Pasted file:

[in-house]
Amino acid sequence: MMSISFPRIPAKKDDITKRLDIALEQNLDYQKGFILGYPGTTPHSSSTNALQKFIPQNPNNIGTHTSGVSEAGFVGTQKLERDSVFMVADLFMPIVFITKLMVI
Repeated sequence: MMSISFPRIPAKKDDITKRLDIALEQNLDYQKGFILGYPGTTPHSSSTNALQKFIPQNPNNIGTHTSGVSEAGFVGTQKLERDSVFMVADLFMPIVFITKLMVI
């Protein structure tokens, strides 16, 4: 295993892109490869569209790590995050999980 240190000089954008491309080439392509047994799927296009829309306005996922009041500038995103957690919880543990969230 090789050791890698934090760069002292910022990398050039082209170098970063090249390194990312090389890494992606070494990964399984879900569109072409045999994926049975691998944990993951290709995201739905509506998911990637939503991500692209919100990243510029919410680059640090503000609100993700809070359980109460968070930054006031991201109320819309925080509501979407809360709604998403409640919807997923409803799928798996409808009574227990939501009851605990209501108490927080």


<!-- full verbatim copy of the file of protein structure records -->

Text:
[in-house]
Amino acid sequence: MMSISFPRIPAKKDDITKRLDIALEQNLDYQKGFILGYPGTTPHSSSTNALQKFIPQNPNNIGTHTSGVSEAGFVGTQKLERDSVFMVADLFMPIVFITKLMVI
Repeated sequence: MMSISFPRIPAKKDDITKRLDIALEQNLDYQKGFILGYPGTTPHSSSTNALQKFIPQNPNNIGTHTSGVSEAGFVGTQKLERDSVFMVADLFMPIVFITKLMVI
């Protein structure tokens, strides 16, 4: 295993892109490869569209790590995050999980 240190000089954008491309080439392509047994799927296009829309306005996922009041500038995103957690919880543990969230 090789050791890698934090760069002292910022990398050039082209170098970063090249390194990312090389890494992606070494990964399984879900569109072409045999994926049975691998944990993951290709995201739905509506998911990637939503991500692209919100990243510029919410680059640090503000609100993700809070359980109460968070930054006031991201109320819309925080509501979407809360709604998403409640919807997923409803799928798996409808009574227990939501009851605990209501108490927080």